I am now a proud owner of this Canon X-07 hand-held computer. I found it from an online auction for an unmissable price. It was advertised as pristine condition with original box and manuals. This machine is quite rare, but has seen popularity in Finland and France. I’ll try to document this computer as thoroughly as possible.
The Canon X-07 was launched in 1983. It was sold for about 2200 French francs in September 1983. Adjusted to 1983 conversion rate, and US dollar inflation, the price was generous $600 in 2015 dollars. The price went down quickly, and in March 1984 it cost only half of its original launching price. It was quite modern for a hand-held computer of its day, and had lots of potential due its vast expansion options.
Not much information can be found about this computer, and it seems to be left as a forgotten niche little machine. There is not even an English Wikipedia article about it. I speculate it did not gain similar popularity as other home computers of the era due competing markets with BASIC programmable calculators. However, the Canon X-07 is not a calculator, but almost full-fledged portable computer.
The Canon X-07 is powered by a Z80 code compatible NSC-800N processor running at 3.84MHz. It has a Toshiba T6834 co-processor driving internal 120 x 32 dots monochrome display and calculator-esque 49 key keyboard. The display is a mix of graphic- and text-mode , and in basic mode it shows 4 lines of 20 characters. The co-processor also provides an internal buzzer that plays keyboard beebs, and can also play melodies and other tones. The T6834 also contains a real-time clock and alarm functions. The whole computer works with 4 AA batteries. I do not yet have any information on the battery life. There is also an external power connector to power the computer from the mains.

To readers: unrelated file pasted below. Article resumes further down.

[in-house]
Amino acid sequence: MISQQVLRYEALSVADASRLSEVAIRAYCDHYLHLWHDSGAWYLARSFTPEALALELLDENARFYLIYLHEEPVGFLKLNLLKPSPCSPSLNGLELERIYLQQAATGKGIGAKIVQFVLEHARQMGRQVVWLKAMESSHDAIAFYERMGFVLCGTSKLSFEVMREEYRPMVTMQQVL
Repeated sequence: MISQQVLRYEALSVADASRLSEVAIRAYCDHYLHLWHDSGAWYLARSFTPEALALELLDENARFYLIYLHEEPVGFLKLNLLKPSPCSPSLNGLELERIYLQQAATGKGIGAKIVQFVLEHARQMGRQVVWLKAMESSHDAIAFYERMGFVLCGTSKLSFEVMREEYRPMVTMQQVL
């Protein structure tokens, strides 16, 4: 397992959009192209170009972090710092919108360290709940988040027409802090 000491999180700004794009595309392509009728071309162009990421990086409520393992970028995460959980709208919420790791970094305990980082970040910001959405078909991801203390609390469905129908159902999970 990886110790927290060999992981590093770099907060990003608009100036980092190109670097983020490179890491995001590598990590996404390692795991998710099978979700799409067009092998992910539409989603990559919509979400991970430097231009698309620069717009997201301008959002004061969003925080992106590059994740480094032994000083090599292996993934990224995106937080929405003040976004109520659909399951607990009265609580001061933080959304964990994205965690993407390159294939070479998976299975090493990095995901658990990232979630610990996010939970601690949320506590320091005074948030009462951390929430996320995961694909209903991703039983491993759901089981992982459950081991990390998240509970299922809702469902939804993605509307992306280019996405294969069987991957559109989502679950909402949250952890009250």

Canon X-07 comes with only 8KB of memory, but this can be expanded up to 24KB with additional 8KB SRAM IC and 8KB battery backed memory expansion card. Unofficial third-party memory expansion existed providing huge 128KB capacity. The memory can be used as storage, allocating part of it as virtual disk space. The amount of space can be configured through BASIC command. By default, 6748 bytes are usable for programming and storing data. The memory retains its content as long as power is provided. The batteries can be changed without memory loss if external power adapter is used.
The storage options include a cassette recorder interface. A mini-din connector provides connection to recorder, that could be used to store programs and data. Data is encoded with 1200 baud FSK modulation. Programs and data can also be transfered with 100-2400 baud RS232 port (which is TTL level) to other devices. An infrared coupler X-721 was sold separately, allowing wireless communication between two X-07’s. A RS232 level converter X-722 was sold for connecting to modems or other computers.
Canon X-07 had also two printers as optional peripherals. Color graphics printer X-710 was more like a plotter with 4 pens, and was controlled with X-Y coordinates. A more traditional X-711 thermal printer could be used as text printer. X-07 also has a centronics compatible LPT parallel printer port.
In the back of the X-07 there is a 40 pin extension bus port. It is 8085 bus compatible, and breaks out all data and address lines with some control lines. It was used to connect the X-07 to X-720 video interface that allowed the computer to be connected to a TV receiver. It had multiple video modes, ranging from 32×16 character mode to 68×48 mixed pixel mode with 8 colors and all the way up to 4 color 128×192 graphics mode turning X-07 into more traditional home computer.
Finally, there was Polars Sport Tester PE-3000, a sports clock with wirelesses heart rate monitor, that could be connected to the Canon X-07 turning it to complete portable sports analyzer that could print interesting graphs from the athletes performance.
3 thoughts on “Canon X-07”
I have one in Finland NOS if interested mail me
I still have one complete with X-710 printer complete with case and manuals.
Hi gerard, would you sale it?